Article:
The history of St Albans Abbey is said to begin with the visit of St German of Auxerre to the tomb of St. Alban the Martyr in 429. St German left relics of other saints with the body of Alban, and these are said to have been rediscovered in 793 by Offa, King of Mercia. To preserve them, he founded a monastery which came under Benedictine rule which was soon laxly practiced or abandoned. Both monks and nuns were admitted throughout the 9th and 10th centries, in separate houses, the latter placed further away in the almonry before 940. King Edgar reformed it to Benedictine rule in about 970. After 1077, Abbot Paul made regulations for the nuns who lived near the almonry and they were apparently moved to Sopwell circa 1140. There were 50 monks at the Abbey in 1190, and about the same number at the Dissolution in 1539. A large school was attached to the Abbey. The church is Norman erected in 1077-88, and built of flint and Roman brick. The north nave wall, transepts and crossing tower of this building remain. The west end of the nave was extended between 1195 and 1230, in Early English style. Rebuilding of the east end was carried out in the late 13th-early 14th century and the Lady Chapel was completed, in Decorated style. In 1323 part of the nave collapsed and was rebuilt. Minor alterations continued in the 14th-16th centuries. After the reformation the church was sold to the town and by 1832 it was becoming ruinous. It was extensively restored in the late 19th century under Sir Gilbert Scott and Lord Grimthorpe, who rebuilt the west end in Victorian style.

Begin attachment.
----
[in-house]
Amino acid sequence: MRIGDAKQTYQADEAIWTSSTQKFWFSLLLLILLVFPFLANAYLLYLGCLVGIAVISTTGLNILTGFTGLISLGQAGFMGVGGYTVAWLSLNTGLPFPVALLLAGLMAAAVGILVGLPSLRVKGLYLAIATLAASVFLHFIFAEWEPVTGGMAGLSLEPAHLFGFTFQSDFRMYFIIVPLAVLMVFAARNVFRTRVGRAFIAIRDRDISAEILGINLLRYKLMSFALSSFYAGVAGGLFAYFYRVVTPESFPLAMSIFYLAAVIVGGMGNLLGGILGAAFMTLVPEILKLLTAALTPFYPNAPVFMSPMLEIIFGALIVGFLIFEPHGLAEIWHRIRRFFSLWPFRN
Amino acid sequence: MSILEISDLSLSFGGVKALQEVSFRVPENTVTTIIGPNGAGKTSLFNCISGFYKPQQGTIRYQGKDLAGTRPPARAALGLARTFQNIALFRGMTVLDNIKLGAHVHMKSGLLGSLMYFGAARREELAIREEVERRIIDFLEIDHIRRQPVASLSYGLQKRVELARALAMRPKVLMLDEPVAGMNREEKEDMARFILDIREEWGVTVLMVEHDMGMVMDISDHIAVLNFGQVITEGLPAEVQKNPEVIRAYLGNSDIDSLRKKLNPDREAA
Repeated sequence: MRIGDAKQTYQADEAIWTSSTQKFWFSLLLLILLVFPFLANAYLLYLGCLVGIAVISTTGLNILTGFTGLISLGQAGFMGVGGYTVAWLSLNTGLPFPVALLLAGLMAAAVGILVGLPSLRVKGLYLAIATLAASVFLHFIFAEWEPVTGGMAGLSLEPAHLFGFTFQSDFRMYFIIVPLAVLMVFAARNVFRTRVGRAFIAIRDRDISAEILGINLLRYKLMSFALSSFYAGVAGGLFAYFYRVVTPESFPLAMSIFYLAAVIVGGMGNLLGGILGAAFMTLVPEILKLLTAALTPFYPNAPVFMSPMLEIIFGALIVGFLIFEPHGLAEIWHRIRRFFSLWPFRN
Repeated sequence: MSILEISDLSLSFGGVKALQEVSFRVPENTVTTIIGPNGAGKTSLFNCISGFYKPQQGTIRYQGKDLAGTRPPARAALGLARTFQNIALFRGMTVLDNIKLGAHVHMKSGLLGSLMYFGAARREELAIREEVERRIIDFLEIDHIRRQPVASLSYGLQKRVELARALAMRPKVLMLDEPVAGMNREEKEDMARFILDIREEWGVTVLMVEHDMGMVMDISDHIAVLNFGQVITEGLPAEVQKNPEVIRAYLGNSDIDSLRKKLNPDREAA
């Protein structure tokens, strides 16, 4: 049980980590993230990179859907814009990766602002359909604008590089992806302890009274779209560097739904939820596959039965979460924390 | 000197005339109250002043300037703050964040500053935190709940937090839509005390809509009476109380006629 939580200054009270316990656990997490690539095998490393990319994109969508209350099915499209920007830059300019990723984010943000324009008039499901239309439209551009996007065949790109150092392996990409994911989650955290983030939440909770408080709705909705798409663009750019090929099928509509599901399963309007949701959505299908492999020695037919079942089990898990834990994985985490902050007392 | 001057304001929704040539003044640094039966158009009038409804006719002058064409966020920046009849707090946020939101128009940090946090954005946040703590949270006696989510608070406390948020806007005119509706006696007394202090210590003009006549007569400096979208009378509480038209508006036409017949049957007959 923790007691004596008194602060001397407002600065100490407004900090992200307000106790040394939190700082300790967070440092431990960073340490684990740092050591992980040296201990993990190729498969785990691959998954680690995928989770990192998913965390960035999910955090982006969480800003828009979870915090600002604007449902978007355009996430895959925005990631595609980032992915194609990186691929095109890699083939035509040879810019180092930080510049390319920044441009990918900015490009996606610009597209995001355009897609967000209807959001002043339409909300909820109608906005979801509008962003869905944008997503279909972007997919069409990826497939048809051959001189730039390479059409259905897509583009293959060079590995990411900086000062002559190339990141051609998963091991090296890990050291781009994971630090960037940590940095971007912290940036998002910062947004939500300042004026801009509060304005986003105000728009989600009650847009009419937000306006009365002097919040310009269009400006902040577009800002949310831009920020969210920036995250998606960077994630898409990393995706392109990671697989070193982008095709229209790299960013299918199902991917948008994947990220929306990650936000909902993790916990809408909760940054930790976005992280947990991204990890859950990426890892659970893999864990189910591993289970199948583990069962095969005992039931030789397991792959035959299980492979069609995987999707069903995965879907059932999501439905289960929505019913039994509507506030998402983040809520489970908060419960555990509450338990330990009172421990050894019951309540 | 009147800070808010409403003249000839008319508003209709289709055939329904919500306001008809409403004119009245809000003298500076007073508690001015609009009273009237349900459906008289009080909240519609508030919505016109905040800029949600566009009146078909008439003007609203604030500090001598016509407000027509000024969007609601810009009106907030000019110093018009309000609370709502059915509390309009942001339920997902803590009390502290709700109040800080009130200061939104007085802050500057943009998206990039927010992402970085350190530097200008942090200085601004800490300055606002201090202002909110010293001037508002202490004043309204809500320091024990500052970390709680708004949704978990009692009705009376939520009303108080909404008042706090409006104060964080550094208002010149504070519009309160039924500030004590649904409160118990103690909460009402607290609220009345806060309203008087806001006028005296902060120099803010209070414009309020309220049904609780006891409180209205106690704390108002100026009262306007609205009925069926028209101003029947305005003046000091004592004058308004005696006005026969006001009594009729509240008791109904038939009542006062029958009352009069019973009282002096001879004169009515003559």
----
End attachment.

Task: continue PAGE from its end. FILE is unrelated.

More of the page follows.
Dependencies: Beadlow, Belvoir, Binham, Hatfield Peveral, Hertford, Millbrook, Pembrokem Redbourn, Tynemouth, Wallingford, Wymondham, St Albans Hall (Oxford); the Hospital and nunnery of St Mary de Pre, Sopwell nunnery and St Julian's Hospital, (St Albans).